Caitlin Dong, guest writer
Imagine a health care system that emphasizes prevention, instead of focusing only on treating diseases. Oh wait, no need to imagine – Kaiser Permanente already exists.
Dr. Sidney Garfield, physician founder of Kaiser Permanente, sought to create a new economy of health where providers and members turned their attention toward preventative care. Early in its history, Kaiser Permanente expressed to members and patients the importance of balanced diets and how what we consume affects our health.
In a 1965 edition of Planning for Health, a quarterly newsletter available to Kaiser Foundation Health Plan members, an article titled “The Importance of Diet” takes a look at “proper diet and related factors contributing to longer, more healthful living.” The writer asks if it is possible to prevent heart attacks by proper dieting and then answers this question, noting that eating healthier foods can minimize cardiovascular diseases.
Today, Kaiser Permanente physicians, dietitians and others in the organization remain focused on the link between diet and health. Kaiser Permanente Dietitian Carole Bartolotto notes, “So many diseases and conditions we develop are directly related to what we eat.”
Bartolotto works as a senior consultant in Southern California on a variety of projects relating to diet and heart disease. She is responsible for nutrition publications and is chair of the committee that reviews those publications. Their goal is to ensure that whatever is published is up to date and matches the most current evidence available.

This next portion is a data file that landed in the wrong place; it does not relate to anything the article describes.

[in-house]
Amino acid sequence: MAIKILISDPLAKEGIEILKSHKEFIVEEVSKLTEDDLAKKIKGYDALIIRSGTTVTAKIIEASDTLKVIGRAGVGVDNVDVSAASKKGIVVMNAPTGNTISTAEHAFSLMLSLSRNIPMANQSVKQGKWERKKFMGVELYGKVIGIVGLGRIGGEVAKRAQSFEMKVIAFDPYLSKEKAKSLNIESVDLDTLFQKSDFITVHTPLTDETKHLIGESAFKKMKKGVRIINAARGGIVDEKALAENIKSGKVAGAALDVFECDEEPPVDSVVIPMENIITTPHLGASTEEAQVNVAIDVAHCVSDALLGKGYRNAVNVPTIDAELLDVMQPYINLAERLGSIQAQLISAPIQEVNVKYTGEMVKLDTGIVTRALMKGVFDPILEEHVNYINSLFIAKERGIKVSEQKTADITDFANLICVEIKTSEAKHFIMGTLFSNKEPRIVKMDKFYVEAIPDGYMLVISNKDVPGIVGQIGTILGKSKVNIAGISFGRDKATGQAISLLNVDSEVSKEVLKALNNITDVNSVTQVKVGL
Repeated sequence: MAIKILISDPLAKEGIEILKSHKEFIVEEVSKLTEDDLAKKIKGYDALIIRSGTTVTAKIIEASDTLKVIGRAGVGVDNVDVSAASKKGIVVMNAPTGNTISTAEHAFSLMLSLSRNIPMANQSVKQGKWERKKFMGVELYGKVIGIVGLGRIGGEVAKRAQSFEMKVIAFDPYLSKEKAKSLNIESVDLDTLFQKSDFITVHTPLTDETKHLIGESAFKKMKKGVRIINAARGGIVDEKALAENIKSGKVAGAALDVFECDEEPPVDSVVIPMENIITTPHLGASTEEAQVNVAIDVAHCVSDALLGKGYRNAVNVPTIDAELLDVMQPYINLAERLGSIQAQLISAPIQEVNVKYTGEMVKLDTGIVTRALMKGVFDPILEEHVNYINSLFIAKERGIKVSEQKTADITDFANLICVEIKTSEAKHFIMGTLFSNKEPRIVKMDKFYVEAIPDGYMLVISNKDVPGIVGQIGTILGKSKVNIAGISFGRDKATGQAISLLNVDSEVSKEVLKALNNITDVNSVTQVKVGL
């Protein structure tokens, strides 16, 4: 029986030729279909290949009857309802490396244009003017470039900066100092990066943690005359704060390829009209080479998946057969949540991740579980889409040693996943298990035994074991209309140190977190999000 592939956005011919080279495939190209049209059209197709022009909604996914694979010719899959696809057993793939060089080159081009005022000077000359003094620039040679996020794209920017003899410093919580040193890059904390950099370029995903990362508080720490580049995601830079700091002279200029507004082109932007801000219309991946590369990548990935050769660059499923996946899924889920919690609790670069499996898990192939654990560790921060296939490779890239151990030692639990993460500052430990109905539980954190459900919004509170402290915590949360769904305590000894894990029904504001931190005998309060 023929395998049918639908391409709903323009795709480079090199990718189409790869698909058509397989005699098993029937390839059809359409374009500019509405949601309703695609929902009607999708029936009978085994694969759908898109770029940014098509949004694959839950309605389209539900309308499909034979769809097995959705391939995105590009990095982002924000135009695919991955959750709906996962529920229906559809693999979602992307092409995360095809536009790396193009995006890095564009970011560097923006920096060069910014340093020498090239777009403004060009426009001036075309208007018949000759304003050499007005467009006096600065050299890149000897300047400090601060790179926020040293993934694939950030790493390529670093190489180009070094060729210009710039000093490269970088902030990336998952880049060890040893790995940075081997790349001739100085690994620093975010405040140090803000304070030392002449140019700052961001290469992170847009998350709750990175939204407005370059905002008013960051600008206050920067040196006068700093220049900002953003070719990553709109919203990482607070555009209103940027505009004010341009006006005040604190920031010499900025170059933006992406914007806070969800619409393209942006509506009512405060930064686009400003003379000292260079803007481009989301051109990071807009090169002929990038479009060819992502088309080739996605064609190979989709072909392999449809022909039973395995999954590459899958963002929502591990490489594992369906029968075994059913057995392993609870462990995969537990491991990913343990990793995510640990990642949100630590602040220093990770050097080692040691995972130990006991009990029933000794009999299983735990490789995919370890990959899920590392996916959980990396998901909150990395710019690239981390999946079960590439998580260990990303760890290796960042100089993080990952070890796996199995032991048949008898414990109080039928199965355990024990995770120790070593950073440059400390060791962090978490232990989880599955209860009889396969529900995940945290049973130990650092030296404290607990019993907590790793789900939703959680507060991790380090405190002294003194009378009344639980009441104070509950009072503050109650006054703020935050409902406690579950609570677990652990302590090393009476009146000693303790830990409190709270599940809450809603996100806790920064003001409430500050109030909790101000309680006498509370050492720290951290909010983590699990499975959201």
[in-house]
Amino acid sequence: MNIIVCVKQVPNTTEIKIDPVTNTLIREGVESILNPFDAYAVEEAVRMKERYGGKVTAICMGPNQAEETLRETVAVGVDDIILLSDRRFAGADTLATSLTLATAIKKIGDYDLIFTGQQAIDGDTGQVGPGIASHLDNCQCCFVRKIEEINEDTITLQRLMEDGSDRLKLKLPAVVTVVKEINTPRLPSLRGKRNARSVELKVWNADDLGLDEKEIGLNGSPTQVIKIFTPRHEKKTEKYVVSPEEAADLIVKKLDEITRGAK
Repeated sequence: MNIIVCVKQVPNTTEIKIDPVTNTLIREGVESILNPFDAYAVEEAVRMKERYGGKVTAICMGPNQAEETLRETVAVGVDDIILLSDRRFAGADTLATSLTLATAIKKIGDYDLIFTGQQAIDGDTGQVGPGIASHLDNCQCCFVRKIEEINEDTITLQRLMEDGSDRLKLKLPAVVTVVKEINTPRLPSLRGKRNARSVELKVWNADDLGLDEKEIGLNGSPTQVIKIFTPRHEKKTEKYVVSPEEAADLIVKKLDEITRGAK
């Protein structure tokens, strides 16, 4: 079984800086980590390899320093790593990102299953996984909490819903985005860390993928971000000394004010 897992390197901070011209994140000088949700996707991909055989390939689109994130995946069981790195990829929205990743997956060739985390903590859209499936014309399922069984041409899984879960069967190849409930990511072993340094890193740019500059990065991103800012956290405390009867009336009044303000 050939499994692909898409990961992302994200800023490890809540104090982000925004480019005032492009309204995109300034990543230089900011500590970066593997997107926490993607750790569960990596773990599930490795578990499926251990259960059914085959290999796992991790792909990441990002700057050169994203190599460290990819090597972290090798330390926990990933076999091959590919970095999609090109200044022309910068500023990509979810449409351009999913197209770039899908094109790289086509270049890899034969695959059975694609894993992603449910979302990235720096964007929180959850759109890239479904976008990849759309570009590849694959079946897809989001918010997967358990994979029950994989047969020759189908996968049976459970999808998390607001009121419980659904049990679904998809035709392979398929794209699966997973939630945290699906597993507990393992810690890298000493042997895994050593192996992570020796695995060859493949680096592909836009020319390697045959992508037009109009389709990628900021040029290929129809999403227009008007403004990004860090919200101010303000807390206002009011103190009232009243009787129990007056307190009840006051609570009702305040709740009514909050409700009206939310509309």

Kaiser Permanente makes every effort to ensure that members can easily access accurate and helpful information to guide their nutrition and diet choices. Research articles, such as this one that explores whether consuming sugar and artificial sweeteners changes taste preferences, are part of this effort.
And, if you’re looking for healthy food recipes, Kaiser Permanente’s Food for Health blog is a great place to start!
Knowing the advantages of preventative care, let’s make healthy food choices. Our future selves will thank us.
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Jack Chapman was hired in 1951 by Kaiser Permanente physician founder Sidney Garfield to be the assistant administrator of Oakland Hospital. Chapman personally supervised the construction of our Walnut Creek Hospital for Henry J. Kaiser and became the hospital’s first administrator. He was also a keeper of Kaiser Permanente’s heritage and a master teller of corporate folklore to generations of employees.
When Jack left this earth in 1999 a Kaiser Permanente obituary called him “a legend in his own time.” This is one of his stories captured in an interview, about the brand-new Walnut Creek Hospital that opened September 15, 1953 and the open house held August 23-30.
“Sunday morning, it was about 5 o’clock in the morning and the phone rings.” Jack!” “Yes, Mr. Kaiser.” He’d call you all times, time did not mean anything to him. “We’re having a meeting at 8 o’clock down at the Clinic.” “Okay, yes, right, you bet, Mr. Kaiser.” “I want you to be there.”
So, Wally Cook, Fred Pellegrin and myself, yeah, that was just the three of us. Well, we got there. Sidney is there, Ale Kaiser [Henry J. Kaiser’s second wife Alyce, whom he married in 1951] and Helen [Helen Chester Peterson, Dr. Garfield’s second wife, whom he’d married less than three months earlier].
“Jack, what’s this filing system you have concocted here?” I said, “It’s called the terminal digit system. Filed by the rear numbers. We have been filing by numbers, Mr. Kaiser, in sequence. But, God, if you misfile, how do you find the thing. This way, you always have the last two numbers and misfiling is very rare. Some people will invert them, a 90 can become a 09 or sometimes people will put them upside down like 06 or 09 but at least you can go to those bins and, you know have a pretty good chance of finding the record.”